- Up to 50,000 people could die if Russia invades Kiev, says Jake Sullivan
- More than 80 battle groups of Russian battalions are now positioned near Ukraine
- According to US intelligence assessment, Russia has amassed almost 75% of the total number of troops needed for a full invasion
White House national security adviser Jake Sullivan has warned that Russia could invade Ukraine “any day” and start a war that could have “enormous human cost”.
During an appearance on “Fox News Sunday”, Sullivan issued a stark warning of a possible full-scale invasion of Ukraine by Russian forces. He told host Martha MacCallum that up to 50,000 people could die if Russia decides to seize Kiev, Ukraine’s capital.
“If war breaks out, it will have a huge human cost to Ukraine, but we believe that based on our preparations and our response, it will also have a strategic cost to Russia,” Sullivan said.
Besides the high death toll, a full Russian invasion of Kiev could result in up to five million refugees. At least 5,000 to 25,000 Ukrainian troops and 3,000 to 10,000 Russian troops would also most likely be killed in the invasion, a US official with direct knowledge of the government’s assessment told The Wall Street Journal.
Sullivan’s remarks come as Moscow positions more troops along the Ukrainian border. The latest US intelligence assessment indicates that 83 battalion battle groups are now positioned near the country. In comparison, there were only 60 groups in January and 53 in December.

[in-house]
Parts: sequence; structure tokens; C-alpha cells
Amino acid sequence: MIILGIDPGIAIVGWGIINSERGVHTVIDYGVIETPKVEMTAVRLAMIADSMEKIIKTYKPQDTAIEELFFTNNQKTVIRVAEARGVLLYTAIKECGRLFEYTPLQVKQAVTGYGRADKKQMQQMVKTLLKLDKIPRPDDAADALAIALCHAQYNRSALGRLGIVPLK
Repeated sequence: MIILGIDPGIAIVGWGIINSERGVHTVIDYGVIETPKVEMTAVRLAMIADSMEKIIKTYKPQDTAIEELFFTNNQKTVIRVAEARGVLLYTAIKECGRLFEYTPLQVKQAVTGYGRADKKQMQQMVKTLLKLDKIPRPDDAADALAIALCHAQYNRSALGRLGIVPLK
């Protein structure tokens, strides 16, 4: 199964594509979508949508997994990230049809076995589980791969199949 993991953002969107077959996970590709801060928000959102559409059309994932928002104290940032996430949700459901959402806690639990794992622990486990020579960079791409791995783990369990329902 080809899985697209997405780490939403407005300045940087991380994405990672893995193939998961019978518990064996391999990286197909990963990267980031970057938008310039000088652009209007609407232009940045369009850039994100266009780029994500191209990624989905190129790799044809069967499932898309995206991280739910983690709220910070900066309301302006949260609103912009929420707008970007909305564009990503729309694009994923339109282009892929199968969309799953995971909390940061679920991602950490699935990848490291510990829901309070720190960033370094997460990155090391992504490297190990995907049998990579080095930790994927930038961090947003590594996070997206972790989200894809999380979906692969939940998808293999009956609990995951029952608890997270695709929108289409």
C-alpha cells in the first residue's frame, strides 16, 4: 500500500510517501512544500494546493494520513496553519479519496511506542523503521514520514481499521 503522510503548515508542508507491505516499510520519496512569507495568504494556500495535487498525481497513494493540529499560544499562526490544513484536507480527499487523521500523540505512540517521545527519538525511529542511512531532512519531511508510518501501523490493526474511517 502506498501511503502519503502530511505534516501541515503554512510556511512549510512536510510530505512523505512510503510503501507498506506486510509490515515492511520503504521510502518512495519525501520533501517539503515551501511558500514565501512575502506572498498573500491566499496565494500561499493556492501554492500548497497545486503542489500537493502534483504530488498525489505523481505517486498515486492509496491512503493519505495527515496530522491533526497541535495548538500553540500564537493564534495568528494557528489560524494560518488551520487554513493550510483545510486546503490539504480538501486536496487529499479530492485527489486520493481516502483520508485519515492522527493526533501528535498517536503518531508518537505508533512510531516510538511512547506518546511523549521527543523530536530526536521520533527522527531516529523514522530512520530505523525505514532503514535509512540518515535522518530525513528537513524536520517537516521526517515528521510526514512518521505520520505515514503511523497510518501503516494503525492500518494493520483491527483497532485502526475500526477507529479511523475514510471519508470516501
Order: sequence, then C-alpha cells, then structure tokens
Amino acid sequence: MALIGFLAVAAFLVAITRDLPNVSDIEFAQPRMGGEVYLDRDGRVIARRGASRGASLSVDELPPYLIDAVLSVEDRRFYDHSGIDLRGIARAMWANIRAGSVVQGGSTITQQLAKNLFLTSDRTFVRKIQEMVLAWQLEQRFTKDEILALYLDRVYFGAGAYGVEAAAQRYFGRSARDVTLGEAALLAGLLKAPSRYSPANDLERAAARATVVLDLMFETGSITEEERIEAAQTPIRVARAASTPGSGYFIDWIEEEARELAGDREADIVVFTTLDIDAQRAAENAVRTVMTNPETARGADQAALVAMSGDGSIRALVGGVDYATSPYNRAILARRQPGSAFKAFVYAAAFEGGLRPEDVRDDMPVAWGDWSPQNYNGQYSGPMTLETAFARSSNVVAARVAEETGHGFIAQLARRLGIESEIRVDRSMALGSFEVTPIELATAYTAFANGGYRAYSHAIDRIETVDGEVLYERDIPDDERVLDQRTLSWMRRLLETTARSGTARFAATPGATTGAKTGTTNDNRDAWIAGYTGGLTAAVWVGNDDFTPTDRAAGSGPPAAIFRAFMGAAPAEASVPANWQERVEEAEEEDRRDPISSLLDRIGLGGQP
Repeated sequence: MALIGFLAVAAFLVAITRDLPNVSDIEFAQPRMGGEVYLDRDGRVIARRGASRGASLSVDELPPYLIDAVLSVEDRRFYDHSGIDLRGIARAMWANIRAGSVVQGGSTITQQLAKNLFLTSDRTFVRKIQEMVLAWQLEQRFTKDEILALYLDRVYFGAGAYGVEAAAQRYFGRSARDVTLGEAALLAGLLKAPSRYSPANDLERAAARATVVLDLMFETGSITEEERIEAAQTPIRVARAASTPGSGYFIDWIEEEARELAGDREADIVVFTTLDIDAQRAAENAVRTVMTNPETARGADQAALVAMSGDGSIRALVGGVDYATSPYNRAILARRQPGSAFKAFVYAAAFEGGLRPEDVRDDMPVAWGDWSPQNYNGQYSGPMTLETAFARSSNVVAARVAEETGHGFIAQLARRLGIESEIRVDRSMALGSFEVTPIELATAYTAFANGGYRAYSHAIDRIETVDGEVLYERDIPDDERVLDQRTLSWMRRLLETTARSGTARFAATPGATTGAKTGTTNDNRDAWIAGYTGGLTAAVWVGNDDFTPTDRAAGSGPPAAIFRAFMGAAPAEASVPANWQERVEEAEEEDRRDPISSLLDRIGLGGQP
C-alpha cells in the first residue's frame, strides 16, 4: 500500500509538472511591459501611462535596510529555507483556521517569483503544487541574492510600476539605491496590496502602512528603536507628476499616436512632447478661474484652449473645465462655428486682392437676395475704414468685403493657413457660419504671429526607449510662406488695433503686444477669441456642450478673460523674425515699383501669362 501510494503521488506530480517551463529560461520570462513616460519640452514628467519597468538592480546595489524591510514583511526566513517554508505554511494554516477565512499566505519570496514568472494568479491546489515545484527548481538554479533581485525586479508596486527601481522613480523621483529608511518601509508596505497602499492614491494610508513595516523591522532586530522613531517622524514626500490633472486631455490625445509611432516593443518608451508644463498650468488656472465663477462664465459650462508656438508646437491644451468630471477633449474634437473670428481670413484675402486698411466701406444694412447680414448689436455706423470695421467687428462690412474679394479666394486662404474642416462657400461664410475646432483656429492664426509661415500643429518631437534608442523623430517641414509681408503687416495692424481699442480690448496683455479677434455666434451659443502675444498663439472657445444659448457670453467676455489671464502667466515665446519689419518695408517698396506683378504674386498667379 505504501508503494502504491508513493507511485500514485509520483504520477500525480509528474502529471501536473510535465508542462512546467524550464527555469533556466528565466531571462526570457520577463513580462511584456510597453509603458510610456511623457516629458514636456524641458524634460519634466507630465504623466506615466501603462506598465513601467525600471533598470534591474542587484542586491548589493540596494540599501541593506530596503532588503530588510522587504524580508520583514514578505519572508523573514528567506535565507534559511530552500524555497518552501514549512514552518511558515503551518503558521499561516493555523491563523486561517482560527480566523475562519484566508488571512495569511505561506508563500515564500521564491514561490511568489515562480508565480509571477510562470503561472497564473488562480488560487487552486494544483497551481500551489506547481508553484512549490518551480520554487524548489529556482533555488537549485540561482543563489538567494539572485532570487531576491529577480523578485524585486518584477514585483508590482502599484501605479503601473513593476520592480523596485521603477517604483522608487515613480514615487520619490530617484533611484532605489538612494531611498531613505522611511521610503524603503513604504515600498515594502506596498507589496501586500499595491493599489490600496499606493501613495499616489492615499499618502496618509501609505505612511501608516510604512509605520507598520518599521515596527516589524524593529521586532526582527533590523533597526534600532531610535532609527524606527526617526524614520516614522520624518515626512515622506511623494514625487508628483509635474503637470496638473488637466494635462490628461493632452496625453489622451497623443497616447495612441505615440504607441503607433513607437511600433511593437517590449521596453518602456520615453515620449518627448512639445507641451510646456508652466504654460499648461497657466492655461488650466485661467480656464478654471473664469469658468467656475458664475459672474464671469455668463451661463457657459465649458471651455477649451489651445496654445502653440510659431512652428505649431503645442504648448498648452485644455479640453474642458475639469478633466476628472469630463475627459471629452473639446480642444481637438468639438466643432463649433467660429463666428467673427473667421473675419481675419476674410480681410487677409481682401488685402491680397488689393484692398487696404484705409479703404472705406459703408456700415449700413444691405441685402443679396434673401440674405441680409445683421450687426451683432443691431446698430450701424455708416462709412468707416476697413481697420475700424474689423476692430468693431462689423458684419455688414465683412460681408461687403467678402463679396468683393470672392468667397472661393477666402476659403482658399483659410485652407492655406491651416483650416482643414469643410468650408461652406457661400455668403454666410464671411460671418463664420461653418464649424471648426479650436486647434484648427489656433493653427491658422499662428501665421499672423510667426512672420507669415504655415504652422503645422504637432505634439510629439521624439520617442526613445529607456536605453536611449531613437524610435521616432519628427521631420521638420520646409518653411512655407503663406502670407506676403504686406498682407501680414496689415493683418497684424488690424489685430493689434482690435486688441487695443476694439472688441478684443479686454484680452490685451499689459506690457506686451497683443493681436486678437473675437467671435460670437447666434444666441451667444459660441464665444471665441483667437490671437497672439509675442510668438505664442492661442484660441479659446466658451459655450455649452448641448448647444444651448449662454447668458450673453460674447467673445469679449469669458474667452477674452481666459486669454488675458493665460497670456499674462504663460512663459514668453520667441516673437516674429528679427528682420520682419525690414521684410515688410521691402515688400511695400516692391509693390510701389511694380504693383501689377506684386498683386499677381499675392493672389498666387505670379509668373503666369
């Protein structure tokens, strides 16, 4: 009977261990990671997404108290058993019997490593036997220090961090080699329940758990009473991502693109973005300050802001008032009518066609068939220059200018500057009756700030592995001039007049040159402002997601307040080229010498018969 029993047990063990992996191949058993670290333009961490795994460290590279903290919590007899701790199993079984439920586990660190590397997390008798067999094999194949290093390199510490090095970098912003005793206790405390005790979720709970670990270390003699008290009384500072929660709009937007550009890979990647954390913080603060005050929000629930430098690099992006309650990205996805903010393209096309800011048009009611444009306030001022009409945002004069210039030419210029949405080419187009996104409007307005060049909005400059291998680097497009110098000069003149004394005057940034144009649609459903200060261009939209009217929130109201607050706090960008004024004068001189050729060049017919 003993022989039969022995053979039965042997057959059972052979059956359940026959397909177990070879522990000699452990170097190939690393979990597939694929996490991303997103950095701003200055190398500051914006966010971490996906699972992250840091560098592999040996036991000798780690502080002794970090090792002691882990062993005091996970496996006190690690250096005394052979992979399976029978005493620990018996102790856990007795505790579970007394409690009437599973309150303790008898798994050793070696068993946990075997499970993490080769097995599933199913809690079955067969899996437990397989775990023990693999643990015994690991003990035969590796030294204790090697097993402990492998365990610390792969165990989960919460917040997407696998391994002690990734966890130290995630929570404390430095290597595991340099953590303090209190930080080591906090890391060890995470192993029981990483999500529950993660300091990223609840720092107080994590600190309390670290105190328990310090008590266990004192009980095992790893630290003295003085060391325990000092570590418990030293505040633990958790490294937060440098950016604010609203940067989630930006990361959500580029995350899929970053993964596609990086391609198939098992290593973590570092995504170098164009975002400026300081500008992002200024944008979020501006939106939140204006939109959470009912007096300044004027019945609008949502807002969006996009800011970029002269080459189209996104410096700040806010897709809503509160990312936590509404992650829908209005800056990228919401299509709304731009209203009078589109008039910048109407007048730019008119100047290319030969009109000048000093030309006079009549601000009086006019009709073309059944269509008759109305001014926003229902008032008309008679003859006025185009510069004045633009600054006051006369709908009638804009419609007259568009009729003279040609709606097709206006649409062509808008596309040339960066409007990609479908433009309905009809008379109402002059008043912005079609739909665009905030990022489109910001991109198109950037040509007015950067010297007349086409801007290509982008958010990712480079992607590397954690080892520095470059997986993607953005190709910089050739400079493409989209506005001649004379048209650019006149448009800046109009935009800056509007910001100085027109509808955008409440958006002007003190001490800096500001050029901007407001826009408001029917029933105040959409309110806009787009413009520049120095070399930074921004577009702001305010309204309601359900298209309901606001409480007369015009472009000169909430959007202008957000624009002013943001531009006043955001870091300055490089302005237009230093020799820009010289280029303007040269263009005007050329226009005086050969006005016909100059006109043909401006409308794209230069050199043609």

The intelligence assessment also estimated that Russian President Vladimir Putin has already amassed nearly 75% of the total number of troops needed to invade Ukraine, including naval assault ships that could be used to take control of the country ports.
Despite dire warnings from US officials, Ukrainian Foreign Minister Dmytro Kuleba called for calm, adding that the country’s military was ready to react to any development.
“Ukraine has a powerful military, unprecedented international support and the faith of Ukrainians in their state. The enemy is the one who should fear us, not the other way around,” Kuleba said in a Tweeter.
Dmitry Polyanskiy, Russia’s deputy representative to the United Nations, also dismissed the US intelligence assessment.
“Another masterpiece of American propaganda warfare. Anonymous officials, undisclosed sources, no evidence. And as we’ve all seen, if you openly question such forgeries, you won’t get answers and you’ll be branded a Russian apologist,” Polyanskiy said in a statement. declaration.